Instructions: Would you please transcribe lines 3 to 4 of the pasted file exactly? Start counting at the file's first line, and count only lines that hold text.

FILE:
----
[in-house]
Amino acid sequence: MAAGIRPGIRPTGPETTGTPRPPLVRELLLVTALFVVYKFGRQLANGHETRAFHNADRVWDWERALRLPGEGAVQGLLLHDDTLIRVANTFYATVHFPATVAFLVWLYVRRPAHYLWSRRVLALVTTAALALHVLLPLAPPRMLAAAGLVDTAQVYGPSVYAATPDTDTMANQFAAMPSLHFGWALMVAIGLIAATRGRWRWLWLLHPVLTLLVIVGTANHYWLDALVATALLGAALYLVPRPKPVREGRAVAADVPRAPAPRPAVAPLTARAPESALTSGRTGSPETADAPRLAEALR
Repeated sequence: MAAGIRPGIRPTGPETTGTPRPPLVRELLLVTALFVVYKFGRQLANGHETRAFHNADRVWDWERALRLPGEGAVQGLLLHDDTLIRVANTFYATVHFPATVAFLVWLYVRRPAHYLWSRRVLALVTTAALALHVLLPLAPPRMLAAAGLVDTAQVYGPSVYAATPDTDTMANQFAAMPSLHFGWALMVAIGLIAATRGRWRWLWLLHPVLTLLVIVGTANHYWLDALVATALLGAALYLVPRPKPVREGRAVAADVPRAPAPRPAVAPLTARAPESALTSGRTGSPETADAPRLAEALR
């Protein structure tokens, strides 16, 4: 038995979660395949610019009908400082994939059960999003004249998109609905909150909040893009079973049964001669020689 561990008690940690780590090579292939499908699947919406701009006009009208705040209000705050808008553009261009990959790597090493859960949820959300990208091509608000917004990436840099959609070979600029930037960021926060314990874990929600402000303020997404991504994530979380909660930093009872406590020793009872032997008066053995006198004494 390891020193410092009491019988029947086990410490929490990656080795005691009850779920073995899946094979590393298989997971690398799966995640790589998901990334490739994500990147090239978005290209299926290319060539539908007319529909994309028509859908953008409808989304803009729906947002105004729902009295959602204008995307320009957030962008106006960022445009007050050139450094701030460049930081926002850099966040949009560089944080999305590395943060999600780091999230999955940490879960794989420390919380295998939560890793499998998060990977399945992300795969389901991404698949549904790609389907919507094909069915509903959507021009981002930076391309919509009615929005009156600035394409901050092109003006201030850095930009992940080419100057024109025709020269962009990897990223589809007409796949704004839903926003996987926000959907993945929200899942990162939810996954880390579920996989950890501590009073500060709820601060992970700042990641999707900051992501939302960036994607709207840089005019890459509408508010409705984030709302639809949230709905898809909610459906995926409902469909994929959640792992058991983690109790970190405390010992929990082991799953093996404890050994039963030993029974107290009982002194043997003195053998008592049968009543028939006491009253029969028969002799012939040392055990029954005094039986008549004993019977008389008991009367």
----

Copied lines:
Repeated sequence: MAAGIRPGIRPTGPETTGTPRPPLVRELLLVTALFVVYKFGRQLANGHETRAFHNADRVWDWERALRLPGEGAVQGLLLHDDTLIRVANTFYATVHFPATVAFLVWLYVRRPAHYLWSRRVLALVTTAALALHVLLPLAPPRMLAAAGLVDTAQVYGPSVYAATPDTDTMANQFAAMPSLHFGWALMVAIGLIAATRGRWRWLWLLHPVLTLLVIVGTANHYWLDALVATALLGAALYLVPRPKPVREGRAVAADVPRAPAPRPAVAPLTARAPESALTSGRTGSPETADAPRLAEALR
């Protein structure tokens, strides 16, 4: 038995979660395949610019009908400082994939059960999003004249998109609905909150909040893009079973049964001669020689 561990008690940690780590090579292939499908699947919406701009006009009208705040209000705050808008553009261009990959790597090493859960949820959300990208091509608000917004990436840099959609070979600029930037960021926060314990874990929600402000303020997404991504994530979380909660930093009872406590020793009872032997008066053995006198004494 390891020193410092009491019988029947086990410490929490990656080795005691009850779920073995899946094979590393298989997971690398799966995640790589998901990334490739994500990147090239978005290209299926290319060539539908007319529909994309028509859908953008409808989304803009729906947002105004729902009295959602204008995307320009957030962008106006960022445009007050050139450094701030460049930081926002850099966040949009560089944080999305590395943060999600780091999230999955940490879960794989420390919380295998939560890793499998998060990977399945992300795969389901991404698949549904790609389907919507094909069915509903959507021009981002930076391309919509009615929005009156600035394409901050092109003006201030850095930009992940080419100057024109025709020269962009990897990223589809007409796949704004839903926003996987926000959907993945929200899942990162939810996954880390579920996989950890501590009073500060709820601060992970700042990641999707900051992501939302960036994607709207840089005019890459509408508010409705984030709302639809949230709905898809909610459906995926409902469909994929959640792992058991983690109790970190405390010992929990082991799953093996404890050994039963030993029974107290009982002194043997003195053998008592049968009543028939006491009253029969028969002799012939040392055990029954005094039986008549004993019977008389008991009367």